Ian and the former head of the OECD statistical division, David Henderson, were the authors of an influential criticism of the IPCC’s projections for global growth in 2004. They showed that the IPCC emissions scenarios, which used on MER estimates of the growth ‘gap’ between developed and developing countries, implied growth in global output (and hence, CO2emissions) that was far too large. The UK Parliamentary Committee to whom they presented their case accepted their criticism of the IPCC scenarios. The IPCC was, predictably, less responsive to their constructive criticism.
You may be wondering why, if the MER basis is an inaccurate way to measure and compare output and growth, the World Bank (especially, but also the IMF and OECD in some publications) use it. The answer, as explained by the IMF staff, is that it is “too hard” (!) to estimate accurate PPP weights for the prices of goods and services, especially if they are not traded.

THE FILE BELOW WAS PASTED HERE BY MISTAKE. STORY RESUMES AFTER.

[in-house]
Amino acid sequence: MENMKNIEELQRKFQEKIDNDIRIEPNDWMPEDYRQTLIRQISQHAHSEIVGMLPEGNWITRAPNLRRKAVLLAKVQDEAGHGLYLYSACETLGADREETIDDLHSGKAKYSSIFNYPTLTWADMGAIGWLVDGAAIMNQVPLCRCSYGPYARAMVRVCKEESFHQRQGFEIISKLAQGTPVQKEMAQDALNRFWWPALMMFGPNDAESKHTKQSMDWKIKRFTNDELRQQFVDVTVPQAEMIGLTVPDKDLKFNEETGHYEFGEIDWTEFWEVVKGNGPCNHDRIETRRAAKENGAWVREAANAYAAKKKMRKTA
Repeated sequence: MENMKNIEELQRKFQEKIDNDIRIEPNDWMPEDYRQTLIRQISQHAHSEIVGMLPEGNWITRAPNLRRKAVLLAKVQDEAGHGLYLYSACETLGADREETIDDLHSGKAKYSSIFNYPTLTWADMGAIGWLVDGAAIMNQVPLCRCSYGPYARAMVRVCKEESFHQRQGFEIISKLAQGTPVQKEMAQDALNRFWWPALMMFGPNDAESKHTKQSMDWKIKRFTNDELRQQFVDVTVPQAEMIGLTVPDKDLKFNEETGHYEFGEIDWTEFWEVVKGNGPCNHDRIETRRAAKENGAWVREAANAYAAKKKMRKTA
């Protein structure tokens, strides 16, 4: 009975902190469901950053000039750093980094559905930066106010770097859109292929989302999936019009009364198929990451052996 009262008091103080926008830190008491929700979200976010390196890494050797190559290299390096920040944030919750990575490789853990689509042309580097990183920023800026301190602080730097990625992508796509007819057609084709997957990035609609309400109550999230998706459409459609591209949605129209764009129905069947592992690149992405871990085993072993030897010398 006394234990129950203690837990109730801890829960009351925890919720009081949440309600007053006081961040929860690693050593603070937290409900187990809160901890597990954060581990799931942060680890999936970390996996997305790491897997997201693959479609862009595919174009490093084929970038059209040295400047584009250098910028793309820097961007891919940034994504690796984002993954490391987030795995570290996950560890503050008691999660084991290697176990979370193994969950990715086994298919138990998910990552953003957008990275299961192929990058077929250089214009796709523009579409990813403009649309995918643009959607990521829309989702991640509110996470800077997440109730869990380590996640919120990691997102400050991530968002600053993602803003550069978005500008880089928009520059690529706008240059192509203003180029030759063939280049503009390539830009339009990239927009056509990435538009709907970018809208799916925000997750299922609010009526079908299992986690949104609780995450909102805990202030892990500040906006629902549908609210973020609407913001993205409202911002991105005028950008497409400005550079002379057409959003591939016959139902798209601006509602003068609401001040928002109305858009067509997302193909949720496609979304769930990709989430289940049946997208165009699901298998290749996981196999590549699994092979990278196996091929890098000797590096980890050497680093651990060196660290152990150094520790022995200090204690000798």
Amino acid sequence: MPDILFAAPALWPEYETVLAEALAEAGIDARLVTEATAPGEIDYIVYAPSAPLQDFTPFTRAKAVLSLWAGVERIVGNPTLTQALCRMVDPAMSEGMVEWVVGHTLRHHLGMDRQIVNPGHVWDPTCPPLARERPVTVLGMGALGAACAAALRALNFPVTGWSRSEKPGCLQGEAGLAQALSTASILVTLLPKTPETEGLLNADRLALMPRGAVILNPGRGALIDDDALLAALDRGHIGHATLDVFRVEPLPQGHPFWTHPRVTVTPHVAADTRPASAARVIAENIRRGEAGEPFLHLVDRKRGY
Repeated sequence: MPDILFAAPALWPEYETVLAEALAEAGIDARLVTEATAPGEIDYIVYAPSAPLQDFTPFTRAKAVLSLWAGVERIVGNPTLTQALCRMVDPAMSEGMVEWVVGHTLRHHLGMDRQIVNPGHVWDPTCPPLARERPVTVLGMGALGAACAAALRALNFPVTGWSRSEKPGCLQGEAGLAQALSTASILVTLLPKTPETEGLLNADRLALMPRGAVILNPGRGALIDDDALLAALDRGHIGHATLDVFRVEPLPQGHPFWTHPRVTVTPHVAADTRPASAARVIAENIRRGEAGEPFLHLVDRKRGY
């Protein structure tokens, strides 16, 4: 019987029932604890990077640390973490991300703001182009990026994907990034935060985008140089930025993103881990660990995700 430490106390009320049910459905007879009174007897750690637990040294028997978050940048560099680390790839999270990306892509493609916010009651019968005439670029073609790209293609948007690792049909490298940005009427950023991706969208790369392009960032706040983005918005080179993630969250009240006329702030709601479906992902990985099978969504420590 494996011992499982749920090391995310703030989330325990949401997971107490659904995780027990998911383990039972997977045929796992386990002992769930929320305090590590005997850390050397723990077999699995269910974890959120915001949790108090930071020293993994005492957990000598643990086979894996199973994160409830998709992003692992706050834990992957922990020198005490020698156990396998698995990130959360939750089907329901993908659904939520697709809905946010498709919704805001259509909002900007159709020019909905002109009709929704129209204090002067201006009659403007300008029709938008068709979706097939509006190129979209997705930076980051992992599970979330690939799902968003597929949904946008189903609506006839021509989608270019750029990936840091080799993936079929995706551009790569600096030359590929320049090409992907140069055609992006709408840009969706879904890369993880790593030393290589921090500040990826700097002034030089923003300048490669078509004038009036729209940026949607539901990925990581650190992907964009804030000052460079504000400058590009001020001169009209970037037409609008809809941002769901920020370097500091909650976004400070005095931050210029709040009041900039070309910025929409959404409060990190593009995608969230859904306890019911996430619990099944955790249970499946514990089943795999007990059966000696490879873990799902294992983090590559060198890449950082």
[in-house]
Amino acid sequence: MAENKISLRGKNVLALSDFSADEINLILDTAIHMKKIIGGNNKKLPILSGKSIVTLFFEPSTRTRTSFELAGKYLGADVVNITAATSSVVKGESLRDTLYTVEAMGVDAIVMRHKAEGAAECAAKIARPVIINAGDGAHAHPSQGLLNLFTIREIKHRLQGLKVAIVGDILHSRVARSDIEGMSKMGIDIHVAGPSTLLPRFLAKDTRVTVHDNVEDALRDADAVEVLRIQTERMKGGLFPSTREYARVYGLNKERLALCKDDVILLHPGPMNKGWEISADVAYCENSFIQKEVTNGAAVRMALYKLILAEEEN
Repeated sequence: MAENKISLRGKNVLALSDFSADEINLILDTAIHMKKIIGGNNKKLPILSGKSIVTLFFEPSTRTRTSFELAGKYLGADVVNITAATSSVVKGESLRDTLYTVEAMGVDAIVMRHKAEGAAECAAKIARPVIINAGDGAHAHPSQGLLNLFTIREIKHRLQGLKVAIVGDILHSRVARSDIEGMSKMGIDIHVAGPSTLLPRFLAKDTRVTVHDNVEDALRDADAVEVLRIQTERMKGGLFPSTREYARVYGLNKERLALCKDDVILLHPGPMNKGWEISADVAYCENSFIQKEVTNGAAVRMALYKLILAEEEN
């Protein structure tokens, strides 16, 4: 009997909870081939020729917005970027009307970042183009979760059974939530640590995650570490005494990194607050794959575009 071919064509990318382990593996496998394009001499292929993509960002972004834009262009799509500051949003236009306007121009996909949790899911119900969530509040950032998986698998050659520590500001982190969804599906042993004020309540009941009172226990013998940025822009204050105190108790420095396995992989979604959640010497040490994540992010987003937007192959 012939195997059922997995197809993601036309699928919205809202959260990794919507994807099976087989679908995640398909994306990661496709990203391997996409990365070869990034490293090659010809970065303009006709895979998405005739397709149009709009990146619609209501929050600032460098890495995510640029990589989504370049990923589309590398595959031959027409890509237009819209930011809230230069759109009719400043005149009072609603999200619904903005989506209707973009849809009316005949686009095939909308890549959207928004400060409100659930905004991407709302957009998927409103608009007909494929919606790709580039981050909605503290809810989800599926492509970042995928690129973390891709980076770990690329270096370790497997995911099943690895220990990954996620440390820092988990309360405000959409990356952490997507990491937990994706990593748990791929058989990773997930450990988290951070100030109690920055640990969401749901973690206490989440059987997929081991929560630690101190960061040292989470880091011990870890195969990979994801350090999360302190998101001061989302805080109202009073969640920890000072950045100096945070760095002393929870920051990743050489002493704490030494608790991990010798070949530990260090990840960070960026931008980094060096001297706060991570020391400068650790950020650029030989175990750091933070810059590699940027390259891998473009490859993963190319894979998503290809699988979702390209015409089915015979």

This makes it seem that some of the international financial institutions would rather be wrong than over-budget.
Update: In fact, it is very difficult for some not-so-obscure reasons teased out by Brian Fisher and Hom Pant in this ABARE Conference Paper on the PPP versus MER debate. Here’s the abstract: it’s a short paper and worth reading.
“Is PPPE a better measure than MER to compare real incomes across nations? Would emissions projections necessarily depend on which measure of exchange rates we use to compare real incomes? This paper seeks to answer these questions. It examines the conceptual and empirical basis of the PPP theory and concludes that PPPE is based on a set of very restrictive assumptions which (except one) are relaxed in MER. In fact, MER is a generalisation of PPPE. One can make a consistent comparison of real incomes by using the real exchange rate, which is a ratio of MER to PPPE, not by using just the PPPE or MER. MER, however, can be used to convert nominal current incomes from different currency units into units of a reference currency and the prices in reference currency units can be used to deflate the nominal incomes into constant price incomes to make valid real income comparisons across nations. Finally, it is argued that comparison of real incomes is not always necessary in making emissions projections. “